One of my favorite episodes from Season 6 of Lost was “Dr. Linus,” which was the first one that made me care about what was happening in the mirror reality for its own sake. Any episode that centers on Benjamin Linus is going to be intriguing, and happily it included another novel for the Lost Book Club: The Chosen by Chaim Potok.
Right up front, I found the book an ironic prop in the show since its title seemed a direct affront to Ben, who despite years of service and loyalty to Jacob and the island doesn’t appear (at least as of this writing) to a “candidate” to replace Jacob. Despite his tireless efforts on Jacob’s behalf, Ben Linus is not the chosen, and it was in “Dr. Linus” that he had to finally come to terms with that fact.
The book itself is remarkably compelling. It’s a simple story, really, but it’s gripping in the depths of understanding and compassion Potok has for his characters. Potok’s story examines the friendship between two teenage boys from very different Jewish families in 1940’s Brooklyn. Danny Saunders is a brilliant young man from a Hasidic family. He has a photographic memory, and when he isn’t studying Talmud with his father, he immerses himself in “forbidden” knowledge: Darwin, Freud, Einstein. He forms an unlikely friendship with the novel’s narrator Reuven Malter, a modern Orthodox Jew who would like to become a Rabbi despite his father’s hopes that he will become a mathematics professor.
Driving much of the plot is Danny’s relationship with his father, the leader of their sect. Their relationship is one of silence. The only times they talk are when they debate issues of Jewish law. Danny wants nothing more than to speak with his father, but his father has made a decision to raise his son in silence so he will learn compassion to balance his intellect.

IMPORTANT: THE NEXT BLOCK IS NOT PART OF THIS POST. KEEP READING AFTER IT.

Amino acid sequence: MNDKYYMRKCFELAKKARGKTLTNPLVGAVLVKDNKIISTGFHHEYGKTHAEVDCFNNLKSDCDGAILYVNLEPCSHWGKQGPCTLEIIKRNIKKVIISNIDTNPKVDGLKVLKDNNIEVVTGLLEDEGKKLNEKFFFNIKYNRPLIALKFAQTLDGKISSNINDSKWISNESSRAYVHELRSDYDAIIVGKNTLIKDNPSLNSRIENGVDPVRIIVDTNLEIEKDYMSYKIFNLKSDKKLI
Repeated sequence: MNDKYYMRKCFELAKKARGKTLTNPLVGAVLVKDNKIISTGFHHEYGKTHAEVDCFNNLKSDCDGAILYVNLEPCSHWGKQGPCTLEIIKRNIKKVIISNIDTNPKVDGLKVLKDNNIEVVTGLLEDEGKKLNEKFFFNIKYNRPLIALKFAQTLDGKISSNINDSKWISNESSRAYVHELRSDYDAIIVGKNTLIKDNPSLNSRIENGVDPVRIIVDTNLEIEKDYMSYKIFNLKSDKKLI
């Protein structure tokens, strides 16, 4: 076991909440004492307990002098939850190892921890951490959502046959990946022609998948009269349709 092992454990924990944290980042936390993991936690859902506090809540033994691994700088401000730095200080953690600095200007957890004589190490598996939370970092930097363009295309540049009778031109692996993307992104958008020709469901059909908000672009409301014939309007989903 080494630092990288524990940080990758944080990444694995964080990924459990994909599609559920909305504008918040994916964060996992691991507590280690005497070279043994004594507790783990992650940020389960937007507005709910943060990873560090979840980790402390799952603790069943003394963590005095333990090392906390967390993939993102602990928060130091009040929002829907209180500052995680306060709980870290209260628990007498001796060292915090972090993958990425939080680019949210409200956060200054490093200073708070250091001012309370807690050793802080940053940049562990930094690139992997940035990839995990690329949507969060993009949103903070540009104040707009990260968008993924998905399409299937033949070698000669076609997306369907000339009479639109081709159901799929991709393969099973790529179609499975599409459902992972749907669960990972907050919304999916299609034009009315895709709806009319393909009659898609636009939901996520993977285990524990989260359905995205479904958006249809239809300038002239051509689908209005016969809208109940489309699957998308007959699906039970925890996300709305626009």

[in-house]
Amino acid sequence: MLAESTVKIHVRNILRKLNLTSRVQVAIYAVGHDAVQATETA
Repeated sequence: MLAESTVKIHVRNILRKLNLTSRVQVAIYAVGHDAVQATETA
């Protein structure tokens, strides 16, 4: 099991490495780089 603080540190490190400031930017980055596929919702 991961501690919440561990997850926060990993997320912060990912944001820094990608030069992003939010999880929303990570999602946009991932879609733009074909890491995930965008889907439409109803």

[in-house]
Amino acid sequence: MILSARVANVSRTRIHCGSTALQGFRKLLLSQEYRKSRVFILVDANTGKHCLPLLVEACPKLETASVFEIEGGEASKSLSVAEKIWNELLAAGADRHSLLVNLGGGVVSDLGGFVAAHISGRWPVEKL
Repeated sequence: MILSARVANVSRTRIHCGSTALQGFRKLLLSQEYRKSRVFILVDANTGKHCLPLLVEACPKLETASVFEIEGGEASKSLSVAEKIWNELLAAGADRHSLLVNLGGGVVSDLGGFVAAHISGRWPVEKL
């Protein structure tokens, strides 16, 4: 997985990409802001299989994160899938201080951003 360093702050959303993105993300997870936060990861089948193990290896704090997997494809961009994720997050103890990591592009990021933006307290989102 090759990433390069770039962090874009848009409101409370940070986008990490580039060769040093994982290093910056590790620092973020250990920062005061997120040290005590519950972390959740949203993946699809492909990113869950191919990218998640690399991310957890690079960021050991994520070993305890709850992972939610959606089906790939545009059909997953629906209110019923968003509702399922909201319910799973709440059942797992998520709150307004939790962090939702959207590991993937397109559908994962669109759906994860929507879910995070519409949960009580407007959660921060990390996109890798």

That silence should resonate with anyone who has been watching Lost. Ben’s greatest frustration with Jacob—and ultimately why he killed him—was the silence Ben got from Jacob. He never once communicated with him except through Richard, and when Locke appeared to be talking with Jacob in Season 3, Ben was thunderstruck and angry.
So why did Jacob treat Ben with silence? Was he attempting to teach Ben something… is Ben the chosen one after all? The silence led through Jacob’s death to Ben’s redemption. Perhaps that is what Jacob saw all along.
For more of my Lost theorizing and attempted analysis of the books that have appeared in the show check out the Lost Book Club index page.
Next up: Notes from Underground by Fyodor Dostoyevsky.